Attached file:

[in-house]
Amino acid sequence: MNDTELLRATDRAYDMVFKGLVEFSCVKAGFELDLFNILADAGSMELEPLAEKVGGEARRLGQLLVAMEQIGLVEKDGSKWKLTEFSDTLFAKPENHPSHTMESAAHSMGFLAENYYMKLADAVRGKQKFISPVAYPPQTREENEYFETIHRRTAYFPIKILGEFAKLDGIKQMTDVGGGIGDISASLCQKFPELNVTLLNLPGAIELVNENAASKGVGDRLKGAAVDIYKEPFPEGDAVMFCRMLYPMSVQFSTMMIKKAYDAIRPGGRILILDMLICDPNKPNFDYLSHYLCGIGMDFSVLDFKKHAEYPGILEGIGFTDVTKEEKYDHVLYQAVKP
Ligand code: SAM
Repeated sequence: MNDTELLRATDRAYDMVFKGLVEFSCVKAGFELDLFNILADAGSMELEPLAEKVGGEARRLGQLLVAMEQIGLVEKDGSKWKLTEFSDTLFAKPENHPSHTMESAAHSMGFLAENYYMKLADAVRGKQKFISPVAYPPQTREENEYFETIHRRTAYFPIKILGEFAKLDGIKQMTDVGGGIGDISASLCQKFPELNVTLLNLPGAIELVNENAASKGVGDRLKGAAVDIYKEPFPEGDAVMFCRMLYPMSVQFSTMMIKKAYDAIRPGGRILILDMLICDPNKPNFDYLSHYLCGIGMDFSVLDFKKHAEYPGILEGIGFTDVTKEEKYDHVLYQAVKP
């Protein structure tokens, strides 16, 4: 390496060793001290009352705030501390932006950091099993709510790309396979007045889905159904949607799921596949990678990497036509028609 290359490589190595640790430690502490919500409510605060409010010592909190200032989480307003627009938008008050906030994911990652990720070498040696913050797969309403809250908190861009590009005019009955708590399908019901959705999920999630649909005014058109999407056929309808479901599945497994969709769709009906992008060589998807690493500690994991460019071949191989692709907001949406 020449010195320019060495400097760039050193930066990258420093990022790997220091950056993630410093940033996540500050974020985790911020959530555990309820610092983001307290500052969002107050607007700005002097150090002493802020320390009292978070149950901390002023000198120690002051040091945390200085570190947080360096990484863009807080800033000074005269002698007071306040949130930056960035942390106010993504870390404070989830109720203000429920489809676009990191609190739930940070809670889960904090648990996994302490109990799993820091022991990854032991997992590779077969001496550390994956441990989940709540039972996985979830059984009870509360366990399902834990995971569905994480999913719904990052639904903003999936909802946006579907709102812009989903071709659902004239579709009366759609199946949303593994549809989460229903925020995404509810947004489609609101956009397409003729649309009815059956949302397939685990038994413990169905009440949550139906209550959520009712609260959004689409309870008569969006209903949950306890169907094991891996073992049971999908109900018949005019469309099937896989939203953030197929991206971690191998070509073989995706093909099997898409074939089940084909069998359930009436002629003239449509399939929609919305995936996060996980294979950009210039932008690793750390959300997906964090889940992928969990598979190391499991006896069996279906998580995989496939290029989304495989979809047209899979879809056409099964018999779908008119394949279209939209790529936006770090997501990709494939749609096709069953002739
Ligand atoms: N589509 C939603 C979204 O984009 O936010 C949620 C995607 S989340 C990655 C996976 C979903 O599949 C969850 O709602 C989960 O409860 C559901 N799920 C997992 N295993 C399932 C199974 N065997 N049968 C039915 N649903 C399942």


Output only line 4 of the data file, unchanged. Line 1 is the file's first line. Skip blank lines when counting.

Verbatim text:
Repeated sequence: MNDTELLRATDRAYDMVFKGLVEFSCVKAGFELDLFNILADAGSMELEPLAEKVGGEARRLGQLLVAMEQIGLVEKDGSKWKLTEFSDTLFAKPENHPSHTMESAAHSMGFLAENYYMKLADAVRGKQKFISPVAYPPQTREENEYFETIHRRTAYFPIKILGEFAKLDGIKQMTDVGGGIGDISASLCQKFPELNVTLLNLPGAIELVNENAASKGVGDRLKGAAVDIYKEPFPEGDAVMFCRMLYPMSVQFSTMMIKKAYDAIRPGGRILILDMLICDPNKPNFDYLSHYLCGIGMDFSVLDFKKHAEYPGILEGIGFTDVTKEEKYDHVLYQAVKP